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Game Development Dictionary


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  Term Name Description


A feature on a mixer where a number of channels can have their settings modified together.


Voltage Controlled Oscillator. In analog synthesizers, a device that generates various waveforms, whose frequency is determined by a control voltage.


Voltage Controlled Filter. A filter in analog synthesizers controlled by voltage.


An effect where the original signal is repeated after a small delay.


In modulation, "phantom frequencies" that are created when the modulator's frequency enters the audible range.


MOD is a trackerbased music format well used and spread on bbs.


Boosting the power of a signal.

Digital Modelling Amplifier

An amplifier that emulates the characteristics of other amplifiers, allowing for near authentic tone with much more versatility and a vastly lower price.


A music sequencing program, in which the interface is primarily numeric. The interface of a tracker allows the user to arrange sound-samples on a timeline across several monophonic channels. Trackers generally save songs to disk incorporating both sequencing data and samples. This can give a relatively small file size, while still providing a generally better quality of sound that MIDI often produces.


A type of distortion that intentionally adds noise to the signal.

Noise Gate

The noise gate is a piece of studio equipment used to control the volume of an audio signal. The original intended purpose of this is to clean up unwanted noise from a recording, but some nice effects can also be achieved using a noise gate. Used simply, the noise gate only allows an audio signal above a certain threshold to play. This can be used to clean up unwanted noise by setting the threshold above the level of the noise. A typical use of the noise gate as an audio effect is to have it controlled by an additional track - for example, a beat supplied by a drum machine. In this case, the gate can be applied over the top of an audio track such as a synth pad, or perhaps vocal 'oohs'. By 'opening' and 'closing' the gate based on the rhythm supplied by another track (which may or may not be audible itself), the track in question is effectively cut up into a nice rythm. This is often used in electronic music, especially Trance. Software noise gates are also available.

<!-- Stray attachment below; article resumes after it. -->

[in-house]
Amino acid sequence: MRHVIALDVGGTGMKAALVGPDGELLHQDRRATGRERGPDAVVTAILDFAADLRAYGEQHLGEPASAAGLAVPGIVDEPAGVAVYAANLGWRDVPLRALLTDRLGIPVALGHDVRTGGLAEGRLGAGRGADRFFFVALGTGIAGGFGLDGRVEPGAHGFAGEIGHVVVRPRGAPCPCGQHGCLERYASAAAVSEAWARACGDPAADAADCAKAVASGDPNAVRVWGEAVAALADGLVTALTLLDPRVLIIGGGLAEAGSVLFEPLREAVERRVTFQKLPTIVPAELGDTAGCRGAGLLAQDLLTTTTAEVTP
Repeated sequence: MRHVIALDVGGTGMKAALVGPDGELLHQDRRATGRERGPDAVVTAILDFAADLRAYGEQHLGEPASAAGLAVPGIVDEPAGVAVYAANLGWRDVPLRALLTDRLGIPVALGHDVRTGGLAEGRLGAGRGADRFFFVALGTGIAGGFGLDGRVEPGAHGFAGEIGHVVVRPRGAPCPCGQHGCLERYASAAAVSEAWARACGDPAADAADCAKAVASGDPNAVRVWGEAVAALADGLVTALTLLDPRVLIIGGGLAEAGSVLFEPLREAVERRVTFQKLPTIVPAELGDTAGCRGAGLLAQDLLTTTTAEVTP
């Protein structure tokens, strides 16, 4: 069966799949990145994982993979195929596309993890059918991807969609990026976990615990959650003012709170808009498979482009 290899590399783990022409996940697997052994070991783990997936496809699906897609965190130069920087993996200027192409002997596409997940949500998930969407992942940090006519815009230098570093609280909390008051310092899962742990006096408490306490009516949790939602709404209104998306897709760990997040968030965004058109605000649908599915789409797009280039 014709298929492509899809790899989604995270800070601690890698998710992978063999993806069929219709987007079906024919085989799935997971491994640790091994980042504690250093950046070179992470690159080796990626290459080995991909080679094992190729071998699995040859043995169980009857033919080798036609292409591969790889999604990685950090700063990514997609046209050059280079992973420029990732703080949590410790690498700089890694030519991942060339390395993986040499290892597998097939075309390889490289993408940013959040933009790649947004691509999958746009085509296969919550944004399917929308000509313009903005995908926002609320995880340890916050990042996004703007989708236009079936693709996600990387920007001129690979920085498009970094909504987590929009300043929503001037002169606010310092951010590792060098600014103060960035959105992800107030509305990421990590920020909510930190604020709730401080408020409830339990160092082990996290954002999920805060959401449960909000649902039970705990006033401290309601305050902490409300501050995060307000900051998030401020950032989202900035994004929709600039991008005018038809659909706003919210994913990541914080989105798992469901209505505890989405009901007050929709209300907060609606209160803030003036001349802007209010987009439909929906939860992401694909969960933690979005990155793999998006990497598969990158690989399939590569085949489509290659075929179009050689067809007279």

A representation of the dynamics of a single note.

VOC File

Creative Labs' sound format made popular with the Sound Blaster.


a format for audio compression, MP3 uses psychoacoustics to eliminate/reduce redundancy.

Digital Synthesizer

Synthesizers where sound is generated much like it is with analog synthesizers, though all processing and filtering is done digitally. Usually capable of much more realistic reproduction of natural instruments, though this is not always desirable. A common complaint is that digital synthesizers sound colder than their analog counterparts.


Any alteration of a signal -- can be desirable, with controlled distortion through effects boxes, overdrive, etc., or unwanted, such as with noticable distortion in hi-fi equipment caused by poor components.


The manual shaping of various frequency ranges.


A compressed file format, similar to mp3. Features slightly better quality at the same compression rate. See http://www.vorbis.com for library and sources. Free, open source. Very liberal license. Can be used commercially without paying royalties.


An effect where the amplitude of a signal is modulated by a sine wave. In the guitar world, the "whammy bar" is mistakenly called a tremolo -- it is used, in fact, to produce vibrato (modulation of frequency).


The duration a note is held before it decays away.


The MPEG-3 format. An audio format with CD quality music. It is usually created by converting a WAV file to the format via an MP3 Converter.


OpenAL is a cross-platform 3D audio API appropriate for use with gaming applications and many other types of audio applications. Visit site for more information.


More formally called timbre modulation. It is your standard "wah-wah" effect that Jimi Hendrix and so many other guitarists hackneyed.

Vacuum Tube Amplifiers

An amplifier that uses valves (vacuum tubes) to make the signal louder. They add a bit of coloration to the signal, which is usually desirable, and sound very warm and rich when overdriven.


A pre-amp is the first device in a gain structure. It is used to bring a relatively weak microphone signal up to line level. It is often found at the top of a mixing console or as a dedicated outboard device. In the mixing console, the amount of signal gain is determined by a "gain" or "trim" knob.